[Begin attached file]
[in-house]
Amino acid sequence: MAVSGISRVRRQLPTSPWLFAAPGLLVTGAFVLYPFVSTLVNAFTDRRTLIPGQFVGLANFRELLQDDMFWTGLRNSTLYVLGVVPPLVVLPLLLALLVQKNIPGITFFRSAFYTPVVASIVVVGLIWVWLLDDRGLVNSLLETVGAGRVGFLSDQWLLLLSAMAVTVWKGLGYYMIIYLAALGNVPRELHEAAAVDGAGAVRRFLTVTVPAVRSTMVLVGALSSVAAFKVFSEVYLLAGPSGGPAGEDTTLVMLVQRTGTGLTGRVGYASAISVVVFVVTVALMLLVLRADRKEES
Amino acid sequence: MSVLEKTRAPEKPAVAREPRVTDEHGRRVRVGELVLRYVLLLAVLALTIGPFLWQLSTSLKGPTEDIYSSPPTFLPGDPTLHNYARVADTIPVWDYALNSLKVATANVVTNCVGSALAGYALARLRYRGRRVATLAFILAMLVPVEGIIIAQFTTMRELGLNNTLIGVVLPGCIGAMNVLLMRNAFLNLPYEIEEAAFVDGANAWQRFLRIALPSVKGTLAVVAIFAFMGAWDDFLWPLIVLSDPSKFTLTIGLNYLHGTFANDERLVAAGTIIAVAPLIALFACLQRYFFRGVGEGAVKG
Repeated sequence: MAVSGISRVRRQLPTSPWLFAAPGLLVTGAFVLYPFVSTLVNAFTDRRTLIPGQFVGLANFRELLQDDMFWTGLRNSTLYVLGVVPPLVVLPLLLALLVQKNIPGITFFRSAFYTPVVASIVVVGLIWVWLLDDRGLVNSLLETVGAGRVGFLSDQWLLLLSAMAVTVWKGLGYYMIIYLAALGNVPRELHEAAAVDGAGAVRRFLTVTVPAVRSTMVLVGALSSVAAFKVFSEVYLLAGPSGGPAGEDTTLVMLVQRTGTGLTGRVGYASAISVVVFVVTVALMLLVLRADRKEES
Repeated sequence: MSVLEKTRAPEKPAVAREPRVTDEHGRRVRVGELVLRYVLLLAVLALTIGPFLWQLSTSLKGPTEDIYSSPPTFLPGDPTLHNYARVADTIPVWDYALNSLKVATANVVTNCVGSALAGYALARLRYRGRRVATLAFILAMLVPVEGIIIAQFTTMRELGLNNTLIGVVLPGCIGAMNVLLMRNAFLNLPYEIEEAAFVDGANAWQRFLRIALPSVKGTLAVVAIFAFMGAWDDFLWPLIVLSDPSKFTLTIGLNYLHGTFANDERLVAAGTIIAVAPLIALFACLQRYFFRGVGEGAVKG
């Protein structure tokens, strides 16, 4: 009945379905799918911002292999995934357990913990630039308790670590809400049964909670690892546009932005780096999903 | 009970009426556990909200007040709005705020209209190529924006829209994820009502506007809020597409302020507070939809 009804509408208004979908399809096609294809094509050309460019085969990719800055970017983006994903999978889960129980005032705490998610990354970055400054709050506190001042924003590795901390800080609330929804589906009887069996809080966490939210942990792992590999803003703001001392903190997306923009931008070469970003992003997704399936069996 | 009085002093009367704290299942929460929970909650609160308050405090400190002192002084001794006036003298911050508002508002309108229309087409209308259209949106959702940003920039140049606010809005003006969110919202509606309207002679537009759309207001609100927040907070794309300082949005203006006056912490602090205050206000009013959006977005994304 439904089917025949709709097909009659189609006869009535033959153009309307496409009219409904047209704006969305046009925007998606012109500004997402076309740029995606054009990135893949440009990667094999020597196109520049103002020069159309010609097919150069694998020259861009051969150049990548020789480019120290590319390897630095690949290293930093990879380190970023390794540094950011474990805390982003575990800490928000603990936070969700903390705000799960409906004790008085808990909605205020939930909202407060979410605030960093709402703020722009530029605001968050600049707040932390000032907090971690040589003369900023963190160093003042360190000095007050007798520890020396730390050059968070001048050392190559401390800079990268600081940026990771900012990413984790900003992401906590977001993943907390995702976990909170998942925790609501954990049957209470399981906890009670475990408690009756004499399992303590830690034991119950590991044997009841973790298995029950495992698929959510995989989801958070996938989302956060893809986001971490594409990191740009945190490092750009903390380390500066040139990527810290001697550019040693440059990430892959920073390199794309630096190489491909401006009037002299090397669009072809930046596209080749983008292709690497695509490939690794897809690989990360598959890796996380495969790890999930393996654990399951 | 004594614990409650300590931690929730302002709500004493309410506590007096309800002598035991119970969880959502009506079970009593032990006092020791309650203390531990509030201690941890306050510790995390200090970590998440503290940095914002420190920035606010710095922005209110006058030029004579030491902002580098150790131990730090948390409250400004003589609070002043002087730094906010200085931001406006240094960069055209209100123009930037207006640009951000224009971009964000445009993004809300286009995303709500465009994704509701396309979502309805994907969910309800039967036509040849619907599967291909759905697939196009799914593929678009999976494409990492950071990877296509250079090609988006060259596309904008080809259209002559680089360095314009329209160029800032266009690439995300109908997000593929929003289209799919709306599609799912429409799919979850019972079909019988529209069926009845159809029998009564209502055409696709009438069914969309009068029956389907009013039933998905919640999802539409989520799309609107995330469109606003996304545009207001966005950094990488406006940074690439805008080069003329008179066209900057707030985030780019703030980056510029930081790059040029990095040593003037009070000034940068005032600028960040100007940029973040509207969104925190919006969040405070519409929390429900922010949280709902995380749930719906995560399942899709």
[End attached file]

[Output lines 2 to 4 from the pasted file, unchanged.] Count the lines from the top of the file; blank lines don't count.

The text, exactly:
Amino acid sequence: MAVSGISRVRRQLPTSPWLFAAPGLLVTGAFVLYPFVSTLVNAFTDRRTLIPGQFVGLANFRELLQDDMFWTGLRNSTLYVLGVVPPLVVLPLLLALLVQKNIPGITFFRSAFYTPVVASIVVVGLIWVWLLDDRGLVNSLLETVGAGRVGFLSDQWLLLLSAMAVTVWKGLGYYMIIYLAALGNVPRELHEAAAVDGAGAVRRFLTVTVPAVRSTMVLVGALSSVAAFKVFSEVYLLAGPSGGPAGEDTTLVMLVQRTGTGLTGRVGYASAISVVVFVVTVALMLLVLRADRKEES
Amino acid sequence: MSVLEKTRAPEKPAVAREPRVTDEHGRRVRVGELVLRYVLLLAVLALTIGPFLWQLSTSLKGPTEDIYSSPPTFLPGDPTLHNYARVADTIPVWDYALNSLKVATANVVTNCVGSALAGYALARLRYRGRRVATLAFILAMLVPVEGIIIAQFTTMRELGLNNTLIGVVLPGCIGAMNVLLMRNAFLNLPYEIEEAAFVDGANAWQRFLRIALPSVKGTLAVVAIFAFMGAWDDFLWPLIVLSDPSKFTLTIGLNYLHGTFANDERLVAAGTIIAVAPLIALFACLQRYFFRGVGEGAVKG
Repeated sequence: MAVSGISRVRRQLPTSPWLFAAPGLLVTGAFVLYPFVSTLVNAFTDRRTLIPGQFVGLANFRELLQDDMFWTGLRNSTLYVLGVVPPLVVLPLLLALLVQKNIPGITFFRSAFYTPVVASIVVVGLIWVWLLDDRGLVNSLLETVGAGRVGFLSDQWLLLLSAMAVTVWKGLGYYMIIYLAALGNVPRELHEAAAVDGAGAVRRFLTVTVPAVRSTMVLVGALSSVAAFKVFSEVYLLAGPSGGPAGEDTTLVMLVQRTGTGLTGRVGYASAISVVVFVVTVALMLLVLRADRKEES